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Judicial Review against grant of 110 social homes dismissed

Lewisham Council has successfully resisted a challenge to the building of 110 social homes in the borough. Saira Kabir Sheikh QC and Charles Merrett report.

 
Fordham J has dismissed a challenge for judicial review against the decision of the London Borough of Lewisham to grant planning permission for the provision of 110 social homes following a rolled up hearing that took place on 9 June 2022.

This was the second time planning permission had been granted for this fully affordable scheme. The first grant of planning permission was quashed by Lang J in R (Kinsey) v London Borough of Lewisham [2021] EWHC 1286 (Admin). The matter was remitted for reconsideration and planning permission was granted again on 29 June 2021. 

The same Claimant sought to challenge the second grant of planning permission. Permission for judicial review was originally sought on three grounds with an application to add a fourth ground made just over a week before the hearing. The four grounds of challenge were:

  1. The Council misunderstood policy, had no evidence and acted unreasonably in asserting that the scheme was the ‘optimum viable use’, or more accurately, that a smaller scheme was not viable.
  2. The Council acted unreasonably, in breach of the Statement of Community Involvement and in breach of the obligations with respect to background papers in publishing a large volume of material shortly before the committee meeting and proceeding with the meeting.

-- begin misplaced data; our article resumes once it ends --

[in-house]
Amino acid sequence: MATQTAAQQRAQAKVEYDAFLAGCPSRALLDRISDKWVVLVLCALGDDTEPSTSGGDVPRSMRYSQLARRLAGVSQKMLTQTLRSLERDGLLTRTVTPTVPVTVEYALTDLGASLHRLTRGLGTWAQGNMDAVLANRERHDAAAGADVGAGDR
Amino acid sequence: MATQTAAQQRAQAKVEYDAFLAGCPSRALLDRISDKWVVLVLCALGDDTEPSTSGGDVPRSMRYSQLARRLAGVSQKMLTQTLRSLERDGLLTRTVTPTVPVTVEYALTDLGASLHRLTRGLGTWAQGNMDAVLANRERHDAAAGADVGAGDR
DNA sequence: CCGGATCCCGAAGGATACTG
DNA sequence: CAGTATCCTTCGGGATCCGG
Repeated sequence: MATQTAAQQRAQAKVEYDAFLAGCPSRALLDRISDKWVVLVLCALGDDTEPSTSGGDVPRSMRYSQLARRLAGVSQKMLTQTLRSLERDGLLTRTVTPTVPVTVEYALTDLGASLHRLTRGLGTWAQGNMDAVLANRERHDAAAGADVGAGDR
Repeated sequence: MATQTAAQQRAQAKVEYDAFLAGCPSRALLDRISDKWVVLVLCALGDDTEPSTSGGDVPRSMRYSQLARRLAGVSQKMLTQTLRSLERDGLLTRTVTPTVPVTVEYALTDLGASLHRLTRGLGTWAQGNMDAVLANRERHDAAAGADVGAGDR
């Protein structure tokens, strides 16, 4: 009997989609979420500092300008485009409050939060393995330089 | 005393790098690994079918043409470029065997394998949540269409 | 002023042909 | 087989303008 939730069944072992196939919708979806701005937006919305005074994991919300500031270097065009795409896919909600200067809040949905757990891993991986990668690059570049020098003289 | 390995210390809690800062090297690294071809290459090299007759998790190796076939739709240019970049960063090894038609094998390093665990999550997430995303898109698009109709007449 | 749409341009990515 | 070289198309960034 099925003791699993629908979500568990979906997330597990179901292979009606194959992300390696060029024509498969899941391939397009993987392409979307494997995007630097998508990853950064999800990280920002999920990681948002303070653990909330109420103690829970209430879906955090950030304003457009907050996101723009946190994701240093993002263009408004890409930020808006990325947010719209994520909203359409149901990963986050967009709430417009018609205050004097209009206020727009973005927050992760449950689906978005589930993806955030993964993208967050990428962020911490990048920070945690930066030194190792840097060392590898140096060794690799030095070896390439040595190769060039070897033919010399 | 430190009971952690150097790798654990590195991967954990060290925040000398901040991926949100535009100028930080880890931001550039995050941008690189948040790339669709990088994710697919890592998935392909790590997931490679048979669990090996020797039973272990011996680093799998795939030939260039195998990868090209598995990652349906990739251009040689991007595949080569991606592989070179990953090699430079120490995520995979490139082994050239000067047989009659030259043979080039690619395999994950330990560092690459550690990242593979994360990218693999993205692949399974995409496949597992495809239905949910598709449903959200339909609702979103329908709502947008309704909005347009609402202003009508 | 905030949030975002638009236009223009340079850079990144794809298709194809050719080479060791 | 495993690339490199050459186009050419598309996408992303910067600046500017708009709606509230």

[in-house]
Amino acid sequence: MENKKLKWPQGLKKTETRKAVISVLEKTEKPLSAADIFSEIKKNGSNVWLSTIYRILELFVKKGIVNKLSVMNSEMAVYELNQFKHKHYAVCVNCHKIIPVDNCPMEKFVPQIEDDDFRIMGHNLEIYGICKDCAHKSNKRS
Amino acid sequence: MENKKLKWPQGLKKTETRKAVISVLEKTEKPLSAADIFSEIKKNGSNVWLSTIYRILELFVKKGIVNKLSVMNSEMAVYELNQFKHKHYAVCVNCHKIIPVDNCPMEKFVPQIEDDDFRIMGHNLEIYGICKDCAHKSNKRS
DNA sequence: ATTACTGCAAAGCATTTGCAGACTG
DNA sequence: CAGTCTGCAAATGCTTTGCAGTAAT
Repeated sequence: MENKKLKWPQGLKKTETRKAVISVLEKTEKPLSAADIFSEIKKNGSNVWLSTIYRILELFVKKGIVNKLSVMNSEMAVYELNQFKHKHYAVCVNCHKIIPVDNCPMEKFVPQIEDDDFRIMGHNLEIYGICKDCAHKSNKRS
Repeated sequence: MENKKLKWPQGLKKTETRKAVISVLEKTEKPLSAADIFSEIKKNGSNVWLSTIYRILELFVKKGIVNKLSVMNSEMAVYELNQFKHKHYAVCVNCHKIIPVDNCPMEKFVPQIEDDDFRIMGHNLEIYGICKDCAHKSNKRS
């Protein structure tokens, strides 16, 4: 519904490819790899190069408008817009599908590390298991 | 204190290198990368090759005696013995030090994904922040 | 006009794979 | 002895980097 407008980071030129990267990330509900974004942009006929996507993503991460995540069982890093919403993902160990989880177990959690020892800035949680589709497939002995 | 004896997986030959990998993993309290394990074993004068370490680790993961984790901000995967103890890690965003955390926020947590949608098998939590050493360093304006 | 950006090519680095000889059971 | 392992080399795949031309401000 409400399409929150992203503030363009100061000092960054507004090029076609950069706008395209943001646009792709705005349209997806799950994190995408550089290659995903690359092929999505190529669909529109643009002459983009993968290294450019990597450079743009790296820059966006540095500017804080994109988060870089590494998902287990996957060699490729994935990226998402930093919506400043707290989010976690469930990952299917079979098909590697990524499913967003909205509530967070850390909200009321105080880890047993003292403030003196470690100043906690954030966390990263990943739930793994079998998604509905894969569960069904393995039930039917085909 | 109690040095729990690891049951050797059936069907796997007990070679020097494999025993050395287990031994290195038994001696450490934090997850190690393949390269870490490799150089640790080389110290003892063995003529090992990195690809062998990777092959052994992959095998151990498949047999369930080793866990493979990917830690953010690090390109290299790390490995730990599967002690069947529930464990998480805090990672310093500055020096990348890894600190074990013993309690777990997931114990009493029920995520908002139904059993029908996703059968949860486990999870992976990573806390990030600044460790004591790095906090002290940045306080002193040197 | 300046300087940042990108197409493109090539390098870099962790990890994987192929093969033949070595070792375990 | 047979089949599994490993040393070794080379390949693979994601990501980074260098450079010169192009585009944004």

3. The Council failed to publish third party consultation responses at all in breach of the requirement on background papers.
  4. The Council have failed to have regard to material considerations, namely the critical representations made by the London Wildlife Trust, as ecological experts and managers of the adjacent Sydenham Hill Woods Local Nature Reserve, dated 16th March 2020. 

Fordham J refused permission to add ground 4, refused permission for judicial review on grounds 2(i) (“Section 100D of the Local Government Act 1972”), 2(ii) (“Statement of Community Involvement”) and 3, and allowed permission for grounds 1 and 2(iii) (“Procedural Fairness”) but dismissed the claim.

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On ground 1, Fordham J held that despite the appearance of “stray wording” in the conclusion section of the officer’s report, when read fairly and as a whole the substance of the report was not misleading. Useful exposition on the full meaning of “optimum viable use” is provided at paragraph 20 of the judgment. 

On ground 2, Fordham J found that whilst the publication requirements of s. 100D of the Local Government Act 1972 do not “occupy the field” such that common law requirements of procedural fairness still apply, in this case there was no common law unfairness caused to the Claimant or any other party.    

On ground 3, Fordham J re-iterated the importance of officer assessment in determining what documents are “background papers”. Any challenge to such a determination can only succeed where a conclusion that a document is or is not a background paper is held to be unreasonable. 

On ground 4, Fordham J agreed with the Defendant that despite the local planning authority not having been aware of this specific representation, the officer’s report had carefully and conscientiously addressed all the matters raised in the London Wildlife Trust’s representation and sight of the representation would have made no difference to the outcome of the planning application.

The judgment can be found here.

Saira Kabir Sheikh QC and Charles Merrett are barristers at Francis Taylor Building. They appeared on behalf of the London Borough of Lewisham instructed by Stephen Dagg of Womble Bond Dickinson.

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